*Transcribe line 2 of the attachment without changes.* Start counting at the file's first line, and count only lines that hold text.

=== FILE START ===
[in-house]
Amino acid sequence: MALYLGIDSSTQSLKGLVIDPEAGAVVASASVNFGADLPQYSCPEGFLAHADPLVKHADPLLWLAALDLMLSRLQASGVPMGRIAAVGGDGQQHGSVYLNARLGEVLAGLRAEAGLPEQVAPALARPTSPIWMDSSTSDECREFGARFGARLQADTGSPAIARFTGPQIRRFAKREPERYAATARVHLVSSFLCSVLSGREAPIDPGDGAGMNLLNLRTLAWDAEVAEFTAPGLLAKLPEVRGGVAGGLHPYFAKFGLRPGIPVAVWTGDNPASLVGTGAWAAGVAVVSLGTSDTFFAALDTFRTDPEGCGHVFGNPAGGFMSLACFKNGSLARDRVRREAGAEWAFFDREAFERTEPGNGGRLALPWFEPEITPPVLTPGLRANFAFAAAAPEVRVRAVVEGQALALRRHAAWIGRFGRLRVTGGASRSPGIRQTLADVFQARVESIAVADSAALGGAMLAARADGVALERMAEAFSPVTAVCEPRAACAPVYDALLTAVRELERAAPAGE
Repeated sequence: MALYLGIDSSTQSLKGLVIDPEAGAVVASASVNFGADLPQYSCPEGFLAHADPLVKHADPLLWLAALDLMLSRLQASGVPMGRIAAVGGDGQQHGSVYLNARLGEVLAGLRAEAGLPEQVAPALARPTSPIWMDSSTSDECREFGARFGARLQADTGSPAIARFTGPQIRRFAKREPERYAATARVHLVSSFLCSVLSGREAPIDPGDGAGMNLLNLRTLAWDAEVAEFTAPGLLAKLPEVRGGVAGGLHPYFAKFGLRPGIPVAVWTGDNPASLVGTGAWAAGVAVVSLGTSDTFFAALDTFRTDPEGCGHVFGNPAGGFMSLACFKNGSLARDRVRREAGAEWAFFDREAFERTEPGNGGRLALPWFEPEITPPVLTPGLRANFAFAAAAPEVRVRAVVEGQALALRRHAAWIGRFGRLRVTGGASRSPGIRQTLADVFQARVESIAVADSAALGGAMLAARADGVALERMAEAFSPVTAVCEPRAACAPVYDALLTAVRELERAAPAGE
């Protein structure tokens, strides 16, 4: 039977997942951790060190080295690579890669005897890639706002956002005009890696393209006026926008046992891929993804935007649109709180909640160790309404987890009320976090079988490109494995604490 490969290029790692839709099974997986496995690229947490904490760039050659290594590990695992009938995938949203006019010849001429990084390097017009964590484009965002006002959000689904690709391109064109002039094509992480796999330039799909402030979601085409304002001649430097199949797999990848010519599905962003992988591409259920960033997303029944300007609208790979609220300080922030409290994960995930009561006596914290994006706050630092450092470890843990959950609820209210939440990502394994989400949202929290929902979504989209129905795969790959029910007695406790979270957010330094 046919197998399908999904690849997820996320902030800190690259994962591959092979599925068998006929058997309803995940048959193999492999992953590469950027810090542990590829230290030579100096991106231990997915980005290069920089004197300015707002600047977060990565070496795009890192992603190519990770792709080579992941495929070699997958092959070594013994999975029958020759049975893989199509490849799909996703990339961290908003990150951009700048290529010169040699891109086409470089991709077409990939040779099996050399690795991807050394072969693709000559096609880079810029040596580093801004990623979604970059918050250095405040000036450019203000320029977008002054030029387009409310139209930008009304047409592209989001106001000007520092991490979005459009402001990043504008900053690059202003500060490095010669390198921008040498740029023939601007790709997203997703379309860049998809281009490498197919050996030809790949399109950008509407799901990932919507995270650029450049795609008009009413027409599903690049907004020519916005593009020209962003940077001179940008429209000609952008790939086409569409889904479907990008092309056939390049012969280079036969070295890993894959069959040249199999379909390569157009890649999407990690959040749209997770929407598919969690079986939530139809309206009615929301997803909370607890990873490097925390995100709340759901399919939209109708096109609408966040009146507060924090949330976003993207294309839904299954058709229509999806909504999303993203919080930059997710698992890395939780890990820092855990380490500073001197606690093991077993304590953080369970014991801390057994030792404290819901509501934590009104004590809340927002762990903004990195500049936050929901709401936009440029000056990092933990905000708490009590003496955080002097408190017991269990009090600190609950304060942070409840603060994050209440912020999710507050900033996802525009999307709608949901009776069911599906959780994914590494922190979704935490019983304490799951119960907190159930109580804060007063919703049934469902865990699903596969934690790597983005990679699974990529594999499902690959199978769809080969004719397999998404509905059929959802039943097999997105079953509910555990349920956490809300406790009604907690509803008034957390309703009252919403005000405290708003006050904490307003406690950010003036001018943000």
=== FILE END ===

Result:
Amino acid sequence: MALYLGIDSSTQSLKGLVIDPEAGAVVASASVNFGADLPQYSCPEGFLAHADPLVKHADPLLWLAALDLMLSRLQASGVPMGRIAAVGGDGQQHGSVYLNARLGEVLAGLRAEAGLPEQVAPALARPTSPIWMDSSTSDECREFGARFGARLQADTGSPAIARFTGPQIRRFAKREPERYAATARVHLVSSFLCSVLSGREAPIDPGDGAGMNLLNLRTLAWDAEVAEFTAPGLLAKLPEVRGGVAGGLHPYFAKFGLRPGIPVAVWTGDNPASLVGTGAWAAGVAVVSLGTSDTFFAALDTFRTDPEGCGHVFGNPAGGFMSLACFKNGSLARDRVRREAGAEWAFFDREAFERTEPGNGGRLALPWFEPEITPPVLTPGLRANFAFAAAAPEVRVRAVVEGQALALRRHAAWIGRFGRLRVTGGASRSPGIRQTLADVFQARVESIAVADSAALGGAMLAARADGVALERMAEAFSPVTAVCEPRAACAPVYDALLTAVRELERAAPAGE